Creating a fictional brand
When we set-out to tell the story of a modern day marketing team we were attracted to creating brand who was ready to launch a new product. ‘Notes’ have created a different kind of connected audio device they are ready to tell the world about. Their product tagline 'Let Your Music Live', asks us to share music not just online, but in a room packed full of friends. ‘Notes’ is a team whose marketing efforts would be powered by Percolate.
Meet Ed Nacional
Ed is a self confessed ‘graphic designer slash illustrator’. He has worked with clients including Newsweek, The New York Times, and TIME magazine. We loved working with him to create the Notes product and brand design. Take a look at his work here.
What we look like
What does our brand look like as a live action film? How will these people best represent our values? Crush casted actors from a network of passionate, like-minded people and entrepreneurs. People who are passionate about how technology is changing the world.
Founder, Lovesocial @Azita
Environment is everything
The spaces we would create had to immediately resonate with our audience. It’s the stage on which our story would play out. Here’s a selection of our locations.
When we came across the natural materials and modern interior lines of consultancy firm SYP, we knew that we had found an HQ for our fictional brand ‘Notes’.
We needed an approachable and elegant space that could play home to ‘Notes’ employees passing by for coffee. Donna in Brooklyn was that and some.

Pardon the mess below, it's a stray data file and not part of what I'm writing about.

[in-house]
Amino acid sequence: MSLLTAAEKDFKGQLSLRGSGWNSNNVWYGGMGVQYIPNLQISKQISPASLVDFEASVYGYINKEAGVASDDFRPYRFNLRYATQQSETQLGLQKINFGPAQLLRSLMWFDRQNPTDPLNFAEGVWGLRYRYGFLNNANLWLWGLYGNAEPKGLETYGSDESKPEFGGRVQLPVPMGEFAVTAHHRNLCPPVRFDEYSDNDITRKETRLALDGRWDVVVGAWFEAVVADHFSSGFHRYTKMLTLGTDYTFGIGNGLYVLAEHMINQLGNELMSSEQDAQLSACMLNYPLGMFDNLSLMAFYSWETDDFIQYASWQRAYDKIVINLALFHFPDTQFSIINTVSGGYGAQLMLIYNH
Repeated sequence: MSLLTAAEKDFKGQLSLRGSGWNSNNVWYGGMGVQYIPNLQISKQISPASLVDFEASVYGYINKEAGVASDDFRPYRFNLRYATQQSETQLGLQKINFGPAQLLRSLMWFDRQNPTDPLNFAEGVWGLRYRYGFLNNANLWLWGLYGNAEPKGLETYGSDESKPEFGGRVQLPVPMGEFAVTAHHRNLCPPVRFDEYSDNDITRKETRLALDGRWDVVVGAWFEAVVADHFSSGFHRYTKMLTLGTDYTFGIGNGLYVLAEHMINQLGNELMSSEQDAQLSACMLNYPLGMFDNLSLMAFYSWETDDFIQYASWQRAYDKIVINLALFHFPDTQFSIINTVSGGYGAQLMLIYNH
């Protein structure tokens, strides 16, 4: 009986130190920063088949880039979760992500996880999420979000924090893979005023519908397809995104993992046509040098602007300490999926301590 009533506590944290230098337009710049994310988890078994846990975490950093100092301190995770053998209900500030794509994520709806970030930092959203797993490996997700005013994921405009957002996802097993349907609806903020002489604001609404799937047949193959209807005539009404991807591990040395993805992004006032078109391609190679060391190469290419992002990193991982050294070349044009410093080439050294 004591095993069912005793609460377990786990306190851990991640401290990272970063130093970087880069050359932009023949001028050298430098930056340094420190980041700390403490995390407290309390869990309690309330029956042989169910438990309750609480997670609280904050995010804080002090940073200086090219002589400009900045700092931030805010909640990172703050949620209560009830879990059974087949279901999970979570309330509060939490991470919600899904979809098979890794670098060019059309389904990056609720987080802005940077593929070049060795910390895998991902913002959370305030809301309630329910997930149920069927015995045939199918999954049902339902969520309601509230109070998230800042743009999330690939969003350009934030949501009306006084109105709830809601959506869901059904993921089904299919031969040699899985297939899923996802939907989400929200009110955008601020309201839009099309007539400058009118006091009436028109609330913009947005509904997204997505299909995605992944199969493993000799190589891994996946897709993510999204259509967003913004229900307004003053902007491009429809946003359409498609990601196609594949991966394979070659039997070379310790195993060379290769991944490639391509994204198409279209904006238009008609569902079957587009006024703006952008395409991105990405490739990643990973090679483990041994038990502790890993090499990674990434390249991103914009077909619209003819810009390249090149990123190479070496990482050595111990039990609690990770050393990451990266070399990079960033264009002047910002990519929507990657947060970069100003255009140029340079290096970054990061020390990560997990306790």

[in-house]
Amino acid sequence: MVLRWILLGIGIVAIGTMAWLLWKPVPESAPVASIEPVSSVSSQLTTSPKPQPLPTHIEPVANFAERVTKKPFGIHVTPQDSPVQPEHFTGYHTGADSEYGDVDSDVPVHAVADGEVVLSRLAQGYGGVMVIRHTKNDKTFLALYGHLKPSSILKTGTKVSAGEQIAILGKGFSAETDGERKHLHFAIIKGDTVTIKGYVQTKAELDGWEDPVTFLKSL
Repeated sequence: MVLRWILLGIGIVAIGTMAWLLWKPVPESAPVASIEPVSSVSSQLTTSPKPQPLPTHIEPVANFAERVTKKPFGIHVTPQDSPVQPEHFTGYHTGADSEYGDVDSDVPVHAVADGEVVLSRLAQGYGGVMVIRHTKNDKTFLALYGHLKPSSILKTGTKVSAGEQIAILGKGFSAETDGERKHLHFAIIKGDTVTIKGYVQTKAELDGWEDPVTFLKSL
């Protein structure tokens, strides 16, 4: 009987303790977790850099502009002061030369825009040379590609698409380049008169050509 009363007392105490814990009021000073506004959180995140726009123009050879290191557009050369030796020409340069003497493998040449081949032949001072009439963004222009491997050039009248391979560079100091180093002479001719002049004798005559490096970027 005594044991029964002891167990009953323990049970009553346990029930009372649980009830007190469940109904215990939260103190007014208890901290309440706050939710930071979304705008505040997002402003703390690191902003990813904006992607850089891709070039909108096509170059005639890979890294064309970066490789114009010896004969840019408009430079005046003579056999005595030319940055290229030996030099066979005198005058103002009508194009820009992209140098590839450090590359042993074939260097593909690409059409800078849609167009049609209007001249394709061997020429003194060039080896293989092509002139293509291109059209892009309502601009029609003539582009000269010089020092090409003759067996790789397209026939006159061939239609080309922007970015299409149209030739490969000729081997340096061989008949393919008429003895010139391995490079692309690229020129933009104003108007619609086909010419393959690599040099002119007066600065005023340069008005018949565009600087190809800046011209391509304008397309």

A cityscape where people are commuting from one opportunity to the next was an important for our mobile approval scene. We felt the energy and architecture of the Meatpacking District made for an excellent choice.
Casting Director Kyana Gordon Graphic Designer Ed Nacional Art Director & Set Design Annika Jermyn
Music yMusic Ensemble Voice Actor John Forte Music Coordination & Licensing Lawson White Audio Mix & Master Michael Jinno
Writer & Director Nathan Heleine Executive Producers Matt Blanchard, Nathan Heleine
We worked closely with Rob Moose and his group of instrumentalists, also known as yMusic, to select and perform one of their tracks called ‘Clearing, Dawn, Dance’. A track we feel encourages people to shift forward in their seat as they watch the shapes of music map to the film’s visuals, the camera movement and the pacing of the cuts. A unique configuration of string trio, flute, clarinet, and trumpet that allows pop music to overlap classical. Expect the unexpected.
Always be editing
We took an iterative approach to testing shot sequences and layering on product screens, sound and voice over with each new round of development. An approach that allowed us to test a range of approaches quickly. All of this was powered by Adobe Premiere Pro.
Choreography of screens
The amount of preparation needed for screencasting is insane. We began by mapping out the flow of screens our characters would experience to accomplish their task in the film, then we populated every detail in our products to reflect the ‘Notes’ brand. Once this was all set we recorded a product walkthroughs using Screenflick.
Bringing it to life
Every detail across the ‘Notes’ audio and Percolate software products has been considered throughout the film. Designers and Animators collaborated together to build interface sequences which would then be composited on to a range of device screens and interior environments using Adobe After Effects. The Davinci Resolve software was used for color grading. It will always be about the details.